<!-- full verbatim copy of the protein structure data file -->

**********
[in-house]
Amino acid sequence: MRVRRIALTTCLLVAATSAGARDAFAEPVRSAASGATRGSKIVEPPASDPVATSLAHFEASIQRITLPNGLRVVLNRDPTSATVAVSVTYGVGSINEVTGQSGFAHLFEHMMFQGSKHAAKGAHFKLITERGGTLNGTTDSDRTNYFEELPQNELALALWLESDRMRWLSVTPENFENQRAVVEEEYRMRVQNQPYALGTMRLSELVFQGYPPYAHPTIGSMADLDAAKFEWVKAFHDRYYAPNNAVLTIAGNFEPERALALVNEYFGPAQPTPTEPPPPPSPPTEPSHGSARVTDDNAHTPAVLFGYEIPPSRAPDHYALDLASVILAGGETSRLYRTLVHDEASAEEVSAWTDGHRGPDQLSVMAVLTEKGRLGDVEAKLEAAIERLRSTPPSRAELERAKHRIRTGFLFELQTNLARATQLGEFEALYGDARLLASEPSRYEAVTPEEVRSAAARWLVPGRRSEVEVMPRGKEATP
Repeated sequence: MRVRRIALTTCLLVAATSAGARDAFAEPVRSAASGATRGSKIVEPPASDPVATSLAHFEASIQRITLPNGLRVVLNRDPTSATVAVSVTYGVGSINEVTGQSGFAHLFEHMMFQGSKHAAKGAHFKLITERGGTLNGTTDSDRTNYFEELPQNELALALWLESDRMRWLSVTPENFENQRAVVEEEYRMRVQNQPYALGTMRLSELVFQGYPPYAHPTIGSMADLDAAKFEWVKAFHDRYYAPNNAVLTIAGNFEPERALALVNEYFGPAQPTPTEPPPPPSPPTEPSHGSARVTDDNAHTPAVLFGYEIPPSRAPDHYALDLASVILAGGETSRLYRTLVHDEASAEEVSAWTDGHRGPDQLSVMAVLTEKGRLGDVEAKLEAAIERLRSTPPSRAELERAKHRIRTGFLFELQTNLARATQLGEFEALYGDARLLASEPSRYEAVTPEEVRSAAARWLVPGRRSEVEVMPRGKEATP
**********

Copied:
[in-house]
Amino acid sequence: MRVRRIALTTCLLVAATSAGARDAFAEPVRSAASGATRGSKIVEPPASDPVATSLAHFEASIQRITLPNGLRVVLNRDPTSATVAVSVTYGVGSINEVTGQSGFAHLFEHMMFQGSKHAAKGAHFKLITERGGTLNGTTDSDRTNYFEELPQNELALALWLESDRMRWLSVTPENFENQRAVVEEEYRMRVQNQPYALGTMRLSELVFQGYPPYAHPTIGSMADLDAAKFEWVKAFHDRYYAPNNAVLTIAGNFEPERALALVNEYFGPAQPTPTEPPPPPSPPTEPSHGSARVTDDNAHTPAVLFGYEIPPSRAPDHYALDLASVILAGGETSRLYRTLVHDEASAEEVSAWTDGHRGPDQLSVMAVLTEKGRLGDVEAKLEAAIERLRSTPPSRAELERAKHRIRTGFLFELQTNLARATQLGEFEALYGDARLLASEPSRYEAVTPEEVRSAAARWLVPGRRSEVEVMPRGKEATP
Repeated sequence: MRVRRIALTTCLLVAATSAGARDAFAEPVRSAASGATRGSKIVEPPASDPVATSLAHFEASIQRITLPNGLRVVLNRDPTSATVAVSVTYGVGSINEVTGQSGFAHLFEHMMFQGSKHAAKGAHFKLITERGGTLNGTTDSDRTNYFEELPQNELALALWLESDRMRWLSVTPENFENQRAVVEEEYRMRVQNQPYALGTMRLSELVFQGYPPYAHPTIGSMADLDAAKFEWVKAFHDRYYAPNNAVLTIAGNFEPERALALVNEYFGPAQPTPTEPPPPPSPPTEPSHGSARVTDDNAHTPAVLFGYEIPPSRAPDHYALDLASVILAGGETSRLYRTLVHDEASAEEVSAWTDGHRGPDQLSVMAVLTEKGRLGDVEAKLEAAIERLRSTPPSRAELERAKHRIRTGFLFELQTNLARATQLGEFEALYGDARLLASEPSRYEAVTPEEVRSAAARWLVPGRRSEVEVMPRGKEATP